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The Physics of Complex Systems Through the Lens of Networks, Part 1

March 27, 2014
12:30 PM - 01:30 PM
Goergen Hall, Room 101

Gourab Ghoshal
http://eps.harvard.edu/people/gourab-ghoshal

The dynamics of systems in the real world are often the result of the interplay between their myriad structural constituents. Their bulk properties emerge as a manifestation of collective behavior and multiple subsystems where very frequently "the whole is greater than the (simple) sum of its parts." Systems with these properties are broadly classified as emergent or complex systems. Very frequently, it turns out that they consist of many interconnected components and consequently, the science of networks is an important aspect of studying complex systems.

I am a theoretical physicist with a strong interest both in analytic and computational modeling as well as their experimental and observational tests. My current research interests falls within the purview of the Physics of Living Systems from the macroscopic level involving the study of societal entities such as cities and social media, all the way down to the microscopic level where I'm studying biologically inspired chemical models for cells.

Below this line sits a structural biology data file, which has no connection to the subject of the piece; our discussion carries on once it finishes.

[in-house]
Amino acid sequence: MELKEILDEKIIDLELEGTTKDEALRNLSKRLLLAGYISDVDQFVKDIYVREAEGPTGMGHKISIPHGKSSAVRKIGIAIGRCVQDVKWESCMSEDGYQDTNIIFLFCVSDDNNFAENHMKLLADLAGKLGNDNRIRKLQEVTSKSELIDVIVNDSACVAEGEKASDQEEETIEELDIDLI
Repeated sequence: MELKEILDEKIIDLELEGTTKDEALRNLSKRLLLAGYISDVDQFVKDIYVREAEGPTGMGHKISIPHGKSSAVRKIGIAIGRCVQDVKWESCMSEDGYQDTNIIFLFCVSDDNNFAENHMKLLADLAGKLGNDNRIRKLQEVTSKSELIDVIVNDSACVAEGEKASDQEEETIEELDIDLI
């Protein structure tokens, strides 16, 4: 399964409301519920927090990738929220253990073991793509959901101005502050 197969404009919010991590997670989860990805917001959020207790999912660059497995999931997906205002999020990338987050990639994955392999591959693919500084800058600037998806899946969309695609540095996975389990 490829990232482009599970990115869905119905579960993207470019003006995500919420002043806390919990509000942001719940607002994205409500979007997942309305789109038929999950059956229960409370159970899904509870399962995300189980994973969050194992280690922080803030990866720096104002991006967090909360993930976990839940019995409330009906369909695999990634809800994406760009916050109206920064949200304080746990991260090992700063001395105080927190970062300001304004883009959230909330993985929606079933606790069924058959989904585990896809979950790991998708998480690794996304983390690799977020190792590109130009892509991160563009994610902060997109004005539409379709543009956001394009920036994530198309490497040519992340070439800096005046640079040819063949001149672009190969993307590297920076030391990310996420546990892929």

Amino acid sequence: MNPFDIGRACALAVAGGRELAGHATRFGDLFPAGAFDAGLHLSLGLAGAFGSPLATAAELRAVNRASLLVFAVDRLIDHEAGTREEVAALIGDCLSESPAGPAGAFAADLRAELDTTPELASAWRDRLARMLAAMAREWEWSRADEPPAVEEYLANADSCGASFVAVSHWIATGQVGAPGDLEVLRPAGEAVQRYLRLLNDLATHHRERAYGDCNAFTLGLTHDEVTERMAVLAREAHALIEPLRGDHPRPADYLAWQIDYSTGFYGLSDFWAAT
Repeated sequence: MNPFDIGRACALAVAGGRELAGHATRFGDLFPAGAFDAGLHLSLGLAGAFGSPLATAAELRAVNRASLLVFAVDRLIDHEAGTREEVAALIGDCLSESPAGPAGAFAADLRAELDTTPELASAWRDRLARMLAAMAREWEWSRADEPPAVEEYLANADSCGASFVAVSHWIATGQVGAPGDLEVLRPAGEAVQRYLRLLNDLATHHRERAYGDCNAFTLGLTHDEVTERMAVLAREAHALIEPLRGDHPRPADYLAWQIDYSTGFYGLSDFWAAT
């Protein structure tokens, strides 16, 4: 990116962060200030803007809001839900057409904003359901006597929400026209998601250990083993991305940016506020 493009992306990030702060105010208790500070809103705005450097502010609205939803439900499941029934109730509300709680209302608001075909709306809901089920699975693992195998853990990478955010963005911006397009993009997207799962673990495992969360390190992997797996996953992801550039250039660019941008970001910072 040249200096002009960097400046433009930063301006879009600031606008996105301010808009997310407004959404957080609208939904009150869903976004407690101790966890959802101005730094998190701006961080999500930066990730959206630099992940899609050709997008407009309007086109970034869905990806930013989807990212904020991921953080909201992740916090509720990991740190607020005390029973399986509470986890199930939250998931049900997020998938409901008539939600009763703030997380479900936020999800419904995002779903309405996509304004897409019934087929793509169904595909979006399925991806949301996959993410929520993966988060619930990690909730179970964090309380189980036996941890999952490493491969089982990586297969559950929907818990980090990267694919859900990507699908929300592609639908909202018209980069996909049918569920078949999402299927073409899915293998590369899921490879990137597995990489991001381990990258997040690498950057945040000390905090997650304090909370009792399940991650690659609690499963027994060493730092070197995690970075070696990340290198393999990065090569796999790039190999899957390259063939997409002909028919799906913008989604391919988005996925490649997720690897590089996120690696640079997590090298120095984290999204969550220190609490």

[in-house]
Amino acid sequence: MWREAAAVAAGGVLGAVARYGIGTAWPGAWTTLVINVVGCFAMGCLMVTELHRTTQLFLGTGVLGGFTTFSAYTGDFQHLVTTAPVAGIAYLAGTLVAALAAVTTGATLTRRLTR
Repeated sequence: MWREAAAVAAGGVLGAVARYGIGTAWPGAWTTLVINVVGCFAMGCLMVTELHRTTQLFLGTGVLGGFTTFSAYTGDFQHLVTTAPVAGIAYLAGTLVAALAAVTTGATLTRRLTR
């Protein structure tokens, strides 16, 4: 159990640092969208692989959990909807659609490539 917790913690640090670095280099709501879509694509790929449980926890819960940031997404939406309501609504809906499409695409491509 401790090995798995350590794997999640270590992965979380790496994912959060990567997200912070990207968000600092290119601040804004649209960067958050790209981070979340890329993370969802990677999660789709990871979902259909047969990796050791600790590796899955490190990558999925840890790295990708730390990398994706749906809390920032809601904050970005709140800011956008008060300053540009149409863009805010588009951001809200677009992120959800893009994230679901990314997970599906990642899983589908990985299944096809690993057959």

In this talk, I will focus on some of my work that falls in the intersection of Big Data and Complex Networks. Specifically I'll discuss some of my past and current work related to efficacy of search in knowledge databases and the emergence and characterization of trends in Social Media and other societally generated systems. Time permitting I'll touch upon some other aspects of my research program and outline directions for the future. Gourab Ghoshal is currently a Research Scientist in the Department of Earth and Planetary Sciences at Harvard University. He received his PhD in 2009 in Statistical Physics at the University of Michigan and then was a Postdoctoral Associate at the Center for the Study of Complex Systems at Harvard Medical School/Northeastern University and a Visiting Research Scholar at the Media Lab, MIT. His research interests are in the theory and application of Complex Networks, as well as Non-equilibrium Statistical Physics, Game theory, Econophysics, Dynamical Systems and the Origins of Life. He is the editor of a book on Complex Networks (published by Springer) and his work has been published in Nature, Science and Physical Review Letters.

Host: Steve Teitel

Category: Talks

  • Goergen Institute for Data Science
    University of Rochester
    Rochester, NY 14627
    gids-info@rochester.edu

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